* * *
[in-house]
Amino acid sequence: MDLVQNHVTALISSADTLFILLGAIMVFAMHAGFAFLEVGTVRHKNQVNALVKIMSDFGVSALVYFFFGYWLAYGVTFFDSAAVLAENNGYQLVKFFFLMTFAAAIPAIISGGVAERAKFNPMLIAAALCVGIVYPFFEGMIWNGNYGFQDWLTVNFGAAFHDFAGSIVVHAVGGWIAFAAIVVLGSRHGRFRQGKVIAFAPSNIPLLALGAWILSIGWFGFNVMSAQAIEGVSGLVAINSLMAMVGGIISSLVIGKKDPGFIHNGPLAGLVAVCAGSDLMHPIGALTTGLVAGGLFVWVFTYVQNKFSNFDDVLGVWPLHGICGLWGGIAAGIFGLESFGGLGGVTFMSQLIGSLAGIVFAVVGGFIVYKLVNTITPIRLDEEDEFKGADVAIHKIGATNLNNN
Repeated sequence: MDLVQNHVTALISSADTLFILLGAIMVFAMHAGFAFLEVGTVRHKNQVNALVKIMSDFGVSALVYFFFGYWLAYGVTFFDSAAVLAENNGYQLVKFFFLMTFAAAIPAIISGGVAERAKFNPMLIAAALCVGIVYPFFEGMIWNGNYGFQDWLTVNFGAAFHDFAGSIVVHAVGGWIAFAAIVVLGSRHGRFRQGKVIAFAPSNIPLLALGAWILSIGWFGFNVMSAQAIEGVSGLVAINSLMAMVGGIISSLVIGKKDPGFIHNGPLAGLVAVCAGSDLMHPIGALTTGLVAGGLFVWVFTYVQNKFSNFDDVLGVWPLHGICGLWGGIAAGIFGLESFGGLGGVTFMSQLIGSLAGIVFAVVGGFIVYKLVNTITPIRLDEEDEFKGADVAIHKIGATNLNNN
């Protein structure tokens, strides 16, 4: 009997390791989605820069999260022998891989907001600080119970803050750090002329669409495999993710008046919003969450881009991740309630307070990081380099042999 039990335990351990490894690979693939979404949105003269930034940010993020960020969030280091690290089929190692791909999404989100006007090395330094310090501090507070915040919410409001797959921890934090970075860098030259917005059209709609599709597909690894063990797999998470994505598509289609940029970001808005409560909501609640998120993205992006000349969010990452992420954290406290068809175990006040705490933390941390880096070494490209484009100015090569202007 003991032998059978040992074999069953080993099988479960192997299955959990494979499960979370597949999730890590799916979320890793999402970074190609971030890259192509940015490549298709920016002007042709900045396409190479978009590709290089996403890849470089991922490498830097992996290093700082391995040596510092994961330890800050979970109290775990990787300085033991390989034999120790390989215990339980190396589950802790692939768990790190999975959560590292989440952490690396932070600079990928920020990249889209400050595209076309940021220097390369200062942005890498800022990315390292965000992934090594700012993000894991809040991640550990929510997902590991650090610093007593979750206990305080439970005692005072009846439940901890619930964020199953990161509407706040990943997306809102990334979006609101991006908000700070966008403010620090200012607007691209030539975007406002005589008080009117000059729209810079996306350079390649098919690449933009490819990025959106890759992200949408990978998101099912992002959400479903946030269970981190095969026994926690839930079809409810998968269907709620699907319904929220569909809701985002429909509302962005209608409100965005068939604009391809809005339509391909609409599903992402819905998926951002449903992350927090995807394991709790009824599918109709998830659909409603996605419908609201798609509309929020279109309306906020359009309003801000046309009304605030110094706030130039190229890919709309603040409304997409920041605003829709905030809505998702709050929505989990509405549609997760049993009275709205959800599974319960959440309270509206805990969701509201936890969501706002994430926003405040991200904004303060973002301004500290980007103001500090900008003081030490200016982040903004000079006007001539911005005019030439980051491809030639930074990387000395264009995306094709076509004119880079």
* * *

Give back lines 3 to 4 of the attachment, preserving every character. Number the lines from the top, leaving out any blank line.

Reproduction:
Repeated sequence: MDLVQNHVTALISSADTLFILLGAIMVFAMHAGFAFLEVGTVRHKNQVNALVKIMSDFGVSALVYFFFGYWLAYGVTFFDSAAVLAENNGYQLVKFFFLMTFAAAIPAIISGGVAERAKFNPMLIAAALCVGIVYPFFEGMIWNGNYGFQDWLTVNFGAAFHDFAGSIVVHAVGGWIAFAAIVVLGSRHGRFRQGKVIAFAPSNIPLLALGAWILSIGWFGFNVMSAQAIEGVSGLVAINSLMAMVGGIISSLVIGKKDPGFIHNGPLAGLVAVCAGSDLMHPIGALTTGLVAGGLFVWVFTYVQNKFSNFDDVLGVWPLHGICGLWGGIAAGIFGLESFGGLGGVTFMSQLIGSLAGIVFAVVGGFIVYKLVNTITPIRLDEEDEFKGADVAIHKIGATNLNNN
């Protein structure tokens, strides 16, 4: 009997390791989605820069999260022998891989907001600080119970803050750090002329669409495999993710008046919003969450881009991740309630307070990081380099042999 039990335990351990490894690979693939979404949105003269930034940010993020960020969030280091690290089929190692791909999404989100006007090395330094310090501090507070915040919410409001797959921890934090970075860098030259917005059209709609599709597909690894063990797999998470994505598509289609940029970001808005409560909501609640998120993205992006000349969010990452992420954290406290068809175990006040705490933390941390880096070494490209484009100015090569202007 003991032998059978040992074999069953080993099988479960192997299955959990494979499960979370597949999730890590799916979320890793999402970074190609971030890259192509940015490549298709920016002007042709900045396409190479978009590709290089996403890849470089991922490498830097992996290093700082391995040596510092994961330890800050979970109290775990990787300085033991390989034999120790390989215990339980190396589950802790692939768990790190999975959560590292989440952490690396932070600079990928920020990249889209400050595209076309940021220097390369200062942005890498800022990315390292965000992934090594700012993000894991809040991640550990929510997902590991650090610093007593979750206990305080439970005692005072009846439940901890619930964020199953990161509407706040990943997306809102990334979006609101991006908000700070966008403010620090200012607007691209030539975007406002005589008080009117000059729209810079996306350079390649098919690449933009490819990025959106890759992200949408990978998101099912992002959400479903946030269970981190095969026994926690839930079809409810998968269907709620699907319904929220569909809701985002429909509302962005209608409100965005068939604009391809809005339509391909609409599903992402819905998926951002449903992350927090995807394991709790009824599918109709998830659909409603996605419908609201798609509309929020279109309306906020359009309003801000046309009304605030110094706030130039190229890919709309603040409304997409920041605003829709905030809505998702709050929505989990509405549609997760049993009275709205959800599974319960959440309270509206805990969701509201936890969501706002994430926003405040991200904004303060973002301004500290980007103001500090900008003081030490200016982040903004000079006007001539911005005019030439980051491809030639930074990387000395264009995306094709076509004119880079």